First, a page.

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SUPPORTWOMAN: Organizational Change Management

This article is a follow-up on my previous blog: First, watch the go-live, and Support Model Definition

Organizational Change Management (OCM) is not rocket science - it is mostly common sense that need to be outlined, explained, and executed so that it acts as an accelerator of time to value, controls the impact on corporate culture, supports the project success with user acceptance and allows, in the end, the achievement of the projected business outcome.

HR unique attributes - in particular as a function with a reach and impact on all employees and workers - escalate the importance of HR tools user acceptance, as they have to be understood and accessed by all. Change management must then reach out to very different populations: shared services operators, HR professional and executives, but also all managers and supervisors, all employees, and in a growing number of cases, all workers (including contingent and temporary).

An OCM plan should be considered together with a knowledge transfer plan, as it initiate and ensure an appropriate continuous availability of information, documentation and people. More on training and information transfer in my next blog.

Dispel the confusion

It makes sense to start with a change management strategy early on, including clear communication enterprise-wide on what is being implemented, why, how it is going to support the business strategy.

Change Management is about people, so the type of tools implemented doesn’t really impact the process. The differences between the projects are often in the planned times and costs of realization of the project. If a SaaS (or Cloud) project can be faster than traditional projects, you can expect your people to still take the same amount of time as before to learn, adapt to new tools, communicate and share – and comparatively, you will have to start right away as the project get initiated, so to have enough time, taking - proportionally - a more important slice of the whole effort.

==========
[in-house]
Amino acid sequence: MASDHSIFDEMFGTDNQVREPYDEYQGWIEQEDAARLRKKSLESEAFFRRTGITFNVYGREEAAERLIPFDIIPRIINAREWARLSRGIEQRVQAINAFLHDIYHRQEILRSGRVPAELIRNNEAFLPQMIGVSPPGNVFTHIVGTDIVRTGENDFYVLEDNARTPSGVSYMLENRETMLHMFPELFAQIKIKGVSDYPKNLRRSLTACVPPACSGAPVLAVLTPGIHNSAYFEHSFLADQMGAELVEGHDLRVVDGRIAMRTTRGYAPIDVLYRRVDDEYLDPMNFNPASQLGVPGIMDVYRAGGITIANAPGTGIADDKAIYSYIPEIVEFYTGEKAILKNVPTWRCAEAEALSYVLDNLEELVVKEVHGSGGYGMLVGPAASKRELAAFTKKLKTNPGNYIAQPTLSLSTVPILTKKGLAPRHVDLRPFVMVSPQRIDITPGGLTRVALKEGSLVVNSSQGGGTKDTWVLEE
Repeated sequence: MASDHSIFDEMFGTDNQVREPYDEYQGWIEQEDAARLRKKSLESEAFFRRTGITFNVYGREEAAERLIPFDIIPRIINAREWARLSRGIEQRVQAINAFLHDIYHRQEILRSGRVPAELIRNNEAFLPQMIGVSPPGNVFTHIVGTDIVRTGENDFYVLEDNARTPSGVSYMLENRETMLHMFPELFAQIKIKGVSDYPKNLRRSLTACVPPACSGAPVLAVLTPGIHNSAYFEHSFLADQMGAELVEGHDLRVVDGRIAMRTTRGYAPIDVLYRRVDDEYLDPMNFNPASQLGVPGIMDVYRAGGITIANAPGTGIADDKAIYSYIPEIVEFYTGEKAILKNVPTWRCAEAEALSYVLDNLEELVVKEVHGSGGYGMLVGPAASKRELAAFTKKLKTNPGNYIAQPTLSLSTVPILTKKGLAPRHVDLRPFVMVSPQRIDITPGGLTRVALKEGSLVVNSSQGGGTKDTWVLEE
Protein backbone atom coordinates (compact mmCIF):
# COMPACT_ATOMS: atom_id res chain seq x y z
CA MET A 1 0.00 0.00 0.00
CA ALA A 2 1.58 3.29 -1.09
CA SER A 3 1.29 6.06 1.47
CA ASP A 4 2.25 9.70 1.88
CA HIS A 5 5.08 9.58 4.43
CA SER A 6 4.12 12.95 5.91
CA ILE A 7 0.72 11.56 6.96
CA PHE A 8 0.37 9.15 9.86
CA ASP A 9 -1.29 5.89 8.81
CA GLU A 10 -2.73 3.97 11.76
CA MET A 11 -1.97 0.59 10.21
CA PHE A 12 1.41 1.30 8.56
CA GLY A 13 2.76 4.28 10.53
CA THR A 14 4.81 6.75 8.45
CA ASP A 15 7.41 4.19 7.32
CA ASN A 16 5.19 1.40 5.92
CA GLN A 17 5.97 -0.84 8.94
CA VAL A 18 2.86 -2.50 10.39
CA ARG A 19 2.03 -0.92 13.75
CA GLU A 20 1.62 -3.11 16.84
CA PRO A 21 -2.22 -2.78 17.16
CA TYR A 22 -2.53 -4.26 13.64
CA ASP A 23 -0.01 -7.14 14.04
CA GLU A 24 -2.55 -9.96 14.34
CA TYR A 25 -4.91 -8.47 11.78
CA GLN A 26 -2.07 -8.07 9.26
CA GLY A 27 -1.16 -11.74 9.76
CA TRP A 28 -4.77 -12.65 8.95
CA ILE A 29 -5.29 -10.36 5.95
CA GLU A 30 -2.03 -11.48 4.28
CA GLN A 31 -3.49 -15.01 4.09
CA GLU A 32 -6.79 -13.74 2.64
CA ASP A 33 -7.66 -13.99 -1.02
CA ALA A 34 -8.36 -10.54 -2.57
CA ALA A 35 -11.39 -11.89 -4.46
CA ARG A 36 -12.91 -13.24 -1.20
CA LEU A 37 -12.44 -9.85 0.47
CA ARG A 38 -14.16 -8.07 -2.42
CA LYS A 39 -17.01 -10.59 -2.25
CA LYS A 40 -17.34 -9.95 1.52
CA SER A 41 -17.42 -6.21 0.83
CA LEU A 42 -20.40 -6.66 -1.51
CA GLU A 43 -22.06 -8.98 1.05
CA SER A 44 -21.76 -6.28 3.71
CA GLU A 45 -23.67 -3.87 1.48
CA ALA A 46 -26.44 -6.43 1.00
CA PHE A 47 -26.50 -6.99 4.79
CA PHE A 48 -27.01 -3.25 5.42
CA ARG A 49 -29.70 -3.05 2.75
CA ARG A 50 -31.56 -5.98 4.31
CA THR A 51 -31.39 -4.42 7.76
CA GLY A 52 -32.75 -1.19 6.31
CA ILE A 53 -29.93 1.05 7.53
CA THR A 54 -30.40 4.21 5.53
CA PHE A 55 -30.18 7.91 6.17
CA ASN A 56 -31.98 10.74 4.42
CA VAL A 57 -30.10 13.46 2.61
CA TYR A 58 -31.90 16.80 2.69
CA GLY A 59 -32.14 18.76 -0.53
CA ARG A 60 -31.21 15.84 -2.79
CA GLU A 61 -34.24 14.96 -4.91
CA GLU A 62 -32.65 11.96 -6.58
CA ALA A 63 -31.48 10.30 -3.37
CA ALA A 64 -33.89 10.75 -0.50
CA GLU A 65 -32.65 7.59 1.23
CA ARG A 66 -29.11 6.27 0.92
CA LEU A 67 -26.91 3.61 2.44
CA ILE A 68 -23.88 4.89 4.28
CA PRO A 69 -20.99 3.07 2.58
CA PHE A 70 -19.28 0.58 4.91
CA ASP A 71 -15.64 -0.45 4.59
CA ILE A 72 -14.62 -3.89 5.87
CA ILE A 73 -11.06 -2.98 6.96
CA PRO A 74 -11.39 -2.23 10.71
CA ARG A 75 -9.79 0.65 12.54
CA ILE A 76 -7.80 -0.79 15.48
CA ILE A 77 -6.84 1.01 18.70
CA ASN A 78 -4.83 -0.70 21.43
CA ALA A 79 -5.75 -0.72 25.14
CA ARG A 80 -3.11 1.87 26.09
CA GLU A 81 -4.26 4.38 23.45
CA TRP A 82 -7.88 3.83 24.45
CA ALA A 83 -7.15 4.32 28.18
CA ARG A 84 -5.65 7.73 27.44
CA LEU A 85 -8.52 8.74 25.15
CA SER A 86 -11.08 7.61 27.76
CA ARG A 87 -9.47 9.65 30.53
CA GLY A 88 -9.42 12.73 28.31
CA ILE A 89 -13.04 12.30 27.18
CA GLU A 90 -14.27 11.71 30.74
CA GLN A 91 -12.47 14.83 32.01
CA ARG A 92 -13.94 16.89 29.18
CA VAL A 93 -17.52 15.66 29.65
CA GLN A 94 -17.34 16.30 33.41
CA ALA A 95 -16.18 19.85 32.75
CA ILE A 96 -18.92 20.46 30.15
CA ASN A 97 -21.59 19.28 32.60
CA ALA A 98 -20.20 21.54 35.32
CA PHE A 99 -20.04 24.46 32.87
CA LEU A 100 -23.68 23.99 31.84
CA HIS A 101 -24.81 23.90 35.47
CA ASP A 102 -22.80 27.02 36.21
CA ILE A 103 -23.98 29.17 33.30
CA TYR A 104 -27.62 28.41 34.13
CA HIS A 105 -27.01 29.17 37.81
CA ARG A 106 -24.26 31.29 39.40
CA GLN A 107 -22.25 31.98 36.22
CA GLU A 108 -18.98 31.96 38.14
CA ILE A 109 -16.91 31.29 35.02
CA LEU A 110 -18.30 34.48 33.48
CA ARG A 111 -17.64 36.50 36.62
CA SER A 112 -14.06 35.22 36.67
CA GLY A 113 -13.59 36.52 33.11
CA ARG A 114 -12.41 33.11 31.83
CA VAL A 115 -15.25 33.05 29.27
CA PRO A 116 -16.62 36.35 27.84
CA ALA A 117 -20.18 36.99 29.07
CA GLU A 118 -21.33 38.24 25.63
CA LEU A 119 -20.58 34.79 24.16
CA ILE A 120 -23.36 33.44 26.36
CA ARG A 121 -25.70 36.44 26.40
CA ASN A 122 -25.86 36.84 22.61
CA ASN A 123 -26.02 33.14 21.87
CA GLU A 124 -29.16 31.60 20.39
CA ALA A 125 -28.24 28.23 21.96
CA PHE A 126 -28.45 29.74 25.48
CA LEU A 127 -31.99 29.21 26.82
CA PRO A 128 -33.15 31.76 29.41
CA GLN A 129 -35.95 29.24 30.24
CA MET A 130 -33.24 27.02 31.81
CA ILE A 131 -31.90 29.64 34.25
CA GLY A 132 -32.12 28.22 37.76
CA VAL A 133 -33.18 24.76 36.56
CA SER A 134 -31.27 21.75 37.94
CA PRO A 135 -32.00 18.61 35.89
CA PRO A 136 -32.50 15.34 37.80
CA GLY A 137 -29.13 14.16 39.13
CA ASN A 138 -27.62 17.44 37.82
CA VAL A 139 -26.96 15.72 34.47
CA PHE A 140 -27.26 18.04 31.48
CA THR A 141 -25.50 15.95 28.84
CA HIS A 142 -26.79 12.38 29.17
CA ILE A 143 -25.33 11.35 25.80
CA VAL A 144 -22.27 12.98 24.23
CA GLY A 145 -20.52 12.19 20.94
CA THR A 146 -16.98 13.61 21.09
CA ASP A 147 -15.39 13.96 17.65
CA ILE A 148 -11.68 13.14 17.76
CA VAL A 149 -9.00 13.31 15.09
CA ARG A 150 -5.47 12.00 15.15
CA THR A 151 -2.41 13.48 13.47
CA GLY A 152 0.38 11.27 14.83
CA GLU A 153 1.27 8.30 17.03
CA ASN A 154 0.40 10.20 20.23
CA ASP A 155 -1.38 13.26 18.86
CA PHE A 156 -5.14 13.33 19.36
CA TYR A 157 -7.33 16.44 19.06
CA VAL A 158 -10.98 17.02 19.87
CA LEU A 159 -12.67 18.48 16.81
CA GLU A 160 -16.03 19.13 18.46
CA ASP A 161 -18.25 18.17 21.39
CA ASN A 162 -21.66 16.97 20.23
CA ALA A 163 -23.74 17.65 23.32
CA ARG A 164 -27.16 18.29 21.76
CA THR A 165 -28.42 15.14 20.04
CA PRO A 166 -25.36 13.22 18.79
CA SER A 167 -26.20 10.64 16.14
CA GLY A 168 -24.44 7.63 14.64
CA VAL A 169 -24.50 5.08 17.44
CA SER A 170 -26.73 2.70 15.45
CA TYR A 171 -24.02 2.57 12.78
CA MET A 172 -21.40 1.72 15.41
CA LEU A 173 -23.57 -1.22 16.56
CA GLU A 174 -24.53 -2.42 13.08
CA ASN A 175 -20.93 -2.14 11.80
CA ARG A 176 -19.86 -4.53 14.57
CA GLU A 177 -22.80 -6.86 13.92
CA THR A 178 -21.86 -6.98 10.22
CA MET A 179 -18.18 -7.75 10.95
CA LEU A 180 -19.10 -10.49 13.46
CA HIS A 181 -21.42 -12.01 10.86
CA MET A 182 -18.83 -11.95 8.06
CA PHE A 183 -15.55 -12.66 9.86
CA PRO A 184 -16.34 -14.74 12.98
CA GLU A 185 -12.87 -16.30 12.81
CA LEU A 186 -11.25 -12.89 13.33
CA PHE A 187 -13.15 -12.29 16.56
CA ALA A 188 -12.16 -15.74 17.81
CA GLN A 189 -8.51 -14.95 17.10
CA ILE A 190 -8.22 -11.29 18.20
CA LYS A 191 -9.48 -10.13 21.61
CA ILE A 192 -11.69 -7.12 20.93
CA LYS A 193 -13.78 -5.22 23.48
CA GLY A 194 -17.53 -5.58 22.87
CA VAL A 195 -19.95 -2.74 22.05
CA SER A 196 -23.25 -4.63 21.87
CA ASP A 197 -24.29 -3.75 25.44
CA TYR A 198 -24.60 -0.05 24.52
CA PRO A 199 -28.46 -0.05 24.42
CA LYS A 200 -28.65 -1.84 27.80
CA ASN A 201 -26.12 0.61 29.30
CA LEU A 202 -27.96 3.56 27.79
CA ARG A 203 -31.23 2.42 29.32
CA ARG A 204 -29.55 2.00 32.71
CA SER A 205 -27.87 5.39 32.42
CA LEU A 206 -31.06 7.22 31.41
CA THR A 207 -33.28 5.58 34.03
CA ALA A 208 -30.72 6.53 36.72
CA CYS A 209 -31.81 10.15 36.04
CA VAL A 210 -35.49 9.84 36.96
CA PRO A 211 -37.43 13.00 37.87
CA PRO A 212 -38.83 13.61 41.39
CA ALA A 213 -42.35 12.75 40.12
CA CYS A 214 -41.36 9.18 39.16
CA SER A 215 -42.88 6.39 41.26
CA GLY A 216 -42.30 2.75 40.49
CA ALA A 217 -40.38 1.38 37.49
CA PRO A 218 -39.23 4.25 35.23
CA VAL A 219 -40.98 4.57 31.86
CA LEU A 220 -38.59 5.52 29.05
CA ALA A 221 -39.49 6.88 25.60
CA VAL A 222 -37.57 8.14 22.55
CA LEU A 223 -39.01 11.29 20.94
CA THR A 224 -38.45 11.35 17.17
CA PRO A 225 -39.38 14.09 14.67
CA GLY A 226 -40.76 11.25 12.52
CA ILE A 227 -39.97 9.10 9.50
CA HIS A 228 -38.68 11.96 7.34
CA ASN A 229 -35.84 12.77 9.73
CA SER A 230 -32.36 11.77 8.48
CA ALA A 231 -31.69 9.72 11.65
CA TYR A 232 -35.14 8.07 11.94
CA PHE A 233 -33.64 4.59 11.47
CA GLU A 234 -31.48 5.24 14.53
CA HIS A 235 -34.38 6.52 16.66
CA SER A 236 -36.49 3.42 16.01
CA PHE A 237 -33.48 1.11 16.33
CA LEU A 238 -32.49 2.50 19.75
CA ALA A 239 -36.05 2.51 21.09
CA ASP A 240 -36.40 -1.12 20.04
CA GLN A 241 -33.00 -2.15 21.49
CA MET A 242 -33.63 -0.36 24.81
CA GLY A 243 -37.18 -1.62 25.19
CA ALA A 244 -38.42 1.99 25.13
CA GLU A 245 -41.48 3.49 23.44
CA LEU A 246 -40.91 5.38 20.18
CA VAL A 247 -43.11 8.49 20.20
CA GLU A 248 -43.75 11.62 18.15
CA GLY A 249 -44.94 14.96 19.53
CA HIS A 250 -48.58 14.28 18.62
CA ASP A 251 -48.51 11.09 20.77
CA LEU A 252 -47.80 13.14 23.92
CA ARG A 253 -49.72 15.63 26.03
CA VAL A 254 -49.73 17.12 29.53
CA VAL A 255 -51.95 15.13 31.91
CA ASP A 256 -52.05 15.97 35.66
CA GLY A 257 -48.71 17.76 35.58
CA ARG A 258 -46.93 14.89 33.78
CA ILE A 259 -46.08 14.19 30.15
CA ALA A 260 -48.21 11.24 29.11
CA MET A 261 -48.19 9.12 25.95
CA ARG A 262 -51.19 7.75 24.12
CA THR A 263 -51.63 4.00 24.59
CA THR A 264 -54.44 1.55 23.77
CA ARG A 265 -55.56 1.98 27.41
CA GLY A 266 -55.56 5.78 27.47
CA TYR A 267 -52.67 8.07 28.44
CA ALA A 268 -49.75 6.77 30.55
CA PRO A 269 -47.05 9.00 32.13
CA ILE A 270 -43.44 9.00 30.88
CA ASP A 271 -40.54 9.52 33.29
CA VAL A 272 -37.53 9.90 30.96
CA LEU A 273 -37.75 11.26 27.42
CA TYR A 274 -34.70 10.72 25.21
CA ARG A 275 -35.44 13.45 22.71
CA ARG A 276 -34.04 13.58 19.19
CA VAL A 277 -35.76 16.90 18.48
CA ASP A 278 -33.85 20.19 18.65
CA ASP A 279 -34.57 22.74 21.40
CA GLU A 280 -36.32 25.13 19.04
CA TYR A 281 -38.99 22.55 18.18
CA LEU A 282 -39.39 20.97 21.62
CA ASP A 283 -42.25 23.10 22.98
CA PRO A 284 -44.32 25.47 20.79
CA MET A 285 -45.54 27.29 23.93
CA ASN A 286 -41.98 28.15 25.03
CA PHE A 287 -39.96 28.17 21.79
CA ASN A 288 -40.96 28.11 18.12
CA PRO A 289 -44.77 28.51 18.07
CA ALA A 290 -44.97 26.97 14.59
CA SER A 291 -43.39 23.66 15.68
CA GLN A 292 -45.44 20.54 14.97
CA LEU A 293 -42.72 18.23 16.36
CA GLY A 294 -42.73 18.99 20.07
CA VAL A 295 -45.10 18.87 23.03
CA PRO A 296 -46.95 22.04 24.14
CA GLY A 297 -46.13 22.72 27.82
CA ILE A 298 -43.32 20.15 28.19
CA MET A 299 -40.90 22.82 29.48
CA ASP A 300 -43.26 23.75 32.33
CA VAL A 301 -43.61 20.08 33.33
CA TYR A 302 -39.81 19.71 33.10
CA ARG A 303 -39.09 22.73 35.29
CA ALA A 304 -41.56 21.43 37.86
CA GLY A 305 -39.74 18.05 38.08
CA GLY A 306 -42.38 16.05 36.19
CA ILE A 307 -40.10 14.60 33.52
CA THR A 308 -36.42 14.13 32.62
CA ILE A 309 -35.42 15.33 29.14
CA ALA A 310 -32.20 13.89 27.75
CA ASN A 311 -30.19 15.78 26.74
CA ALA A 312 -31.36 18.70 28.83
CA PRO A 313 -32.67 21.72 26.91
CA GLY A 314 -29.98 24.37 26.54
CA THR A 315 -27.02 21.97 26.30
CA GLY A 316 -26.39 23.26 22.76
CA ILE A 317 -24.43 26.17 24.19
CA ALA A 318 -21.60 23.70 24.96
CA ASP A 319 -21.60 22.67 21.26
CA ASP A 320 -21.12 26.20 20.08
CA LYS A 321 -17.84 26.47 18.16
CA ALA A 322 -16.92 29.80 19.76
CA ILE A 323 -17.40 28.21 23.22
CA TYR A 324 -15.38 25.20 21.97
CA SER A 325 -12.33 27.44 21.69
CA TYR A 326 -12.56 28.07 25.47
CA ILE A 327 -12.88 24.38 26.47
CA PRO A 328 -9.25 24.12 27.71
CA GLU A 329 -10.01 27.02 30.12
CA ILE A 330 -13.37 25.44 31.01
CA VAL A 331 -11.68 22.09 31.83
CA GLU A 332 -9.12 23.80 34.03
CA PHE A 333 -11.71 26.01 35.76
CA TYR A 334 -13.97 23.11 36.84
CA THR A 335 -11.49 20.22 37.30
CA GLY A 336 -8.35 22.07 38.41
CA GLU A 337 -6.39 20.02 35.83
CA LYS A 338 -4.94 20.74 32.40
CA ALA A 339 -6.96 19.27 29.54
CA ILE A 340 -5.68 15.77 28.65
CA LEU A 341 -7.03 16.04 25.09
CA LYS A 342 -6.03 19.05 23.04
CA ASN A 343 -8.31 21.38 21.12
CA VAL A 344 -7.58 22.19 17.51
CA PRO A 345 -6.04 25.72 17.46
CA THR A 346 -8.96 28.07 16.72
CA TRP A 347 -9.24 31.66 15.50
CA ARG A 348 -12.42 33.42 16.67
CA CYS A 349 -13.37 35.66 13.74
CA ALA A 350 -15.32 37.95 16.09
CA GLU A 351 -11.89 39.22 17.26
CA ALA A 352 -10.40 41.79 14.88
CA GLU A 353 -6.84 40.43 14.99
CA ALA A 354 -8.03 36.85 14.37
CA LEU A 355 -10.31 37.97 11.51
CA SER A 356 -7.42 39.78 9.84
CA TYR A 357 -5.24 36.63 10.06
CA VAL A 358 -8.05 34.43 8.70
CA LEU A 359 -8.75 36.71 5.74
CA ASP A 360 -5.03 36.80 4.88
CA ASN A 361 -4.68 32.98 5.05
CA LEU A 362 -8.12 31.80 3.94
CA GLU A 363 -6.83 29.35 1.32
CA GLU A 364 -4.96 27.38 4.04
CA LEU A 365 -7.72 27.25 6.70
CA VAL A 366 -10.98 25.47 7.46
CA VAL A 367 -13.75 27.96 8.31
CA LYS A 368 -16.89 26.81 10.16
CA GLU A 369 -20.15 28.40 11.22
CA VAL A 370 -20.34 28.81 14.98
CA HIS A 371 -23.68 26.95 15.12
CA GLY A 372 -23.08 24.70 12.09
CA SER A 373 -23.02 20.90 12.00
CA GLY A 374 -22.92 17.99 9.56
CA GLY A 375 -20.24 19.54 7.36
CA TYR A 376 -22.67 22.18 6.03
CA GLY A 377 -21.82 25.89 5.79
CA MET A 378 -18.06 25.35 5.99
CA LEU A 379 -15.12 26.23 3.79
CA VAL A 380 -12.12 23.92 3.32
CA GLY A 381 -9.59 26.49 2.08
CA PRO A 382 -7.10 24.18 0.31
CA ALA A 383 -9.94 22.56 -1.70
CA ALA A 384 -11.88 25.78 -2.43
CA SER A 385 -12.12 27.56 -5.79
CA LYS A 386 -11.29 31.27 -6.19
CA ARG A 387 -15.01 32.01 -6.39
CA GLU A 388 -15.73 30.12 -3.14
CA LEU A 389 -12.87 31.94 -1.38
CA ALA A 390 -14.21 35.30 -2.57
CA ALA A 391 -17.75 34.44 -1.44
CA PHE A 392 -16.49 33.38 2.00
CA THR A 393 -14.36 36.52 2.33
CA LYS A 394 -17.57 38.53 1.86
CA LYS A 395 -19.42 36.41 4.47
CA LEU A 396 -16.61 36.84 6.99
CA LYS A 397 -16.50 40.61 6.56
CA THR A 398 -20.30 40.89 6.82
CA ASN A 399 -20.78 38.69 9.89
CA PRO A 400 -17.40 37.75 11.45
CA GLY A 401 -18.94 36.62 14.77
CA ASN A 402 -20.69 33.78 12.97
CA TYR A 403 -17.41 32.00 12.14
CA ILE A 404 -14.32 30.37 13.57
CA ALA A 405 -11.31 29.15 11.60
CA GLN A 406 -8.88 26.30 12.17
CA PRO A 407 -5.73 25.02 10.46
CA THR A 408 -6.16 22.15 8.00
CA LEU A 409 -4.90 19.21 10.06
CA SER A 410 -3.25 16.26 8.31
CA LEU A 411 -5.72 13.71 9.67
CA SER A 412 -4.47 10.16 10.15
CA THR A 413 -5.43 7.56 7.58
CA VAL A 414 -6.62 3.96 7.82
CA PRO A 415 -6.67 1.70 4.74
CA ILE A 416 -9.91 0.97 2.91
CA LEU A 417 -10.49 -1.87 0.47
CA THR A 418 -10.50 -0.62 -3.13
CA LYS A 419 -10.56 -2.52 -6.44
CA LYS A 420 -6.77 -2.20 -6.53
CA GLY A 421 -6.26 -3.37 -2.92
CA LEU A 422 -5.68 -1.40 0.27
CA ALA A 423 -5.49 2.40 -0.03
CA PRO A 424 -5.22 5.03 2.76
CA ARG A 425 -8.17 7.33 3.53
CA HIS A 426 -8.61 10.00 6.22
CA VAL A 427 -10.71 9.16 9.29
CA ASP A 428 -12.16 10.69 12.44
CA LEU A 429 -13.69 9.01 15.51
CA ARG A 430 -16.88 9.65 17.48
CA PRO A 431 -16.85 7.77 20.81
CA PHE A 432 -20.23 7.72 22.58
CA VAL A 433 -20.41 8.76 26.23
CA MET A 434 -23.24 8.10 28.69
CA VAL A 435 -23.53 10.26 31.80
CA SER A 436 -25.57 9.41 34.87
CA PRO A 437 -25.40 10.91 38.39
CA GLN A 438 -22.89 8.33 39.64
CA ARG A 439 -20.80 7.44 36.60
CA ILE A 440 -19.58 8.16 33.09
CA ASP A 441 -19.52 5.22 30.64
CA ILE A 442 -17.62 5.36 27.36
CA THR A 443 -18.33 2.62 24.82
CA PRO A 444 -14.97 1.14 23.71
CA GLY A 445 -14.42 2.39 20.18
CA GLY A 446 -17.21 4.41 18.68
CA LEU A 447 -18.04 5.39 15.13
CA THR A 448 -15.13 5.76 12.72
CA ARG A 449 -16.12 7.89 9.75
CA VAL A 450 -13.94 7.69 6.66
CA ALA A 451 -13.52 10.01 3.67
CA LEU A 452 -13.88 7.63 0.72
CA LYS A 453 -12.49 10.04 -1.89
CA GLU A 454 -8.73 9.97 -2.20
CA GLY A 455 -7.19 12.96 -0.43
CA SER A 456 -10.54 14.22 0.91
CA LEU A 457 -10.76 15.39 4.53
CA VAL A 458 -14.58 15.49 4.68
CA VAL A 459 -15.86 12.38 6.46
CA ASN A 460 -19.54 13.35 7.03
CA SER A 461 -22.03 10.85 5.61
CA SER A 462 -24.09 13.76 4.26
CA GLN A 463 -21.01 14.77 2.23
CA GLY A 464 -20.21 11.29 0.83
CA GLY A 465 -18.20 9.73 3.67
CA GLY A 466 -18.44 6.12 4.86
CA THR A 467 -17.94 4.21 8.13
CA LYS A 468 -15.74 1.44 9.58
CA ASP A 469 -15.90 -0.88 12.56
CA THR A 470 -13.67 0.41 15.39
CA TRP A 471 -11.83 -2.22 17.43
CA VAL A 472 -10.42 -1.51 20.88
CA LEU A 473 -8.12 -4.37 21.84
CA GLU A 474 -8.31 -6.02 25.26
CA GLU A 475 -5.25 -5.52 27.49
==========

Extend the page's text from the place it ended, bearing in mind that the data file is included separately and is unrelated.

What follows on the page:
For this very reason, it tends to be under-estimated; comparing to the total cost of the project, it might look excessive – but you have to compare it to the actual change being planned, and not to the project costs and speed.

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Questions to drive a Change Management approach

Essentially we need to cover the classic H4W (How, What, Who, Why and When)

o  What to describe what will change

  • Where are we now?
  • Where do we want to go? What is the end-state vision?
  • How is the proposed change aligned with the business and functional strategy?

o  Why to build a sense of URGENCY 

  • Do we have a solid business case (or do we know why we need to change)?
  • Can we envision a road-map for the change?
  • Analyze the context – review strength and weaknesses, threats and opportunities (SWOT), and identify what success will look like from the employees’ POV

o  Who to identify the stakeholders

  • Who has ownership and sponsorship
  • Identify potential blockers (who will feel threatened by the change and new tools?)
  • Clarify who is the customer - or, the recipients of the proposed change
  • Understand the interaction among principal actors
  • Assess HR capability and resources that will be required by the to-be state, so they can be retained or acquired

o  When

  • Align the change management process to the project plan
  • Ensure continuous and relevant communication
  • Focus training on a “just in time” phase

o  How to translate the change plan into practice

  • How can we explain it, so all employees will understand
  • What are the obstacles, and can we embed the counter-arguments in the change management plan?
  • What training should be delivered, to whom and when?

Surveys can support a discovery phase to understand organizational readiness and flexibility. It isn’t unusual to see different expectations in the executive layer and among the employees, and that difference should be addressed by communication and sharing.

Remember: no need to be original here, just to be prepared. 

Creating a plan

After having defined the H4W approach – it is time to tie it all together. Deriving the change from specific corporate and business priorities can deliver buy-in from multiple layers of the organization, in particular taking care of managers/employees population.

In the next chapters, I will cover the following topics:

  • Knowledge, Training and Documentation
  • Operational Governance approach
  • Release Management routines

So come back to our blogs to learn more!

For more information or to request the full whitepaper on this topic and more, contact me at cbersano@lsiconsulting.com, and visit my Linkedin profile for more blogs and details.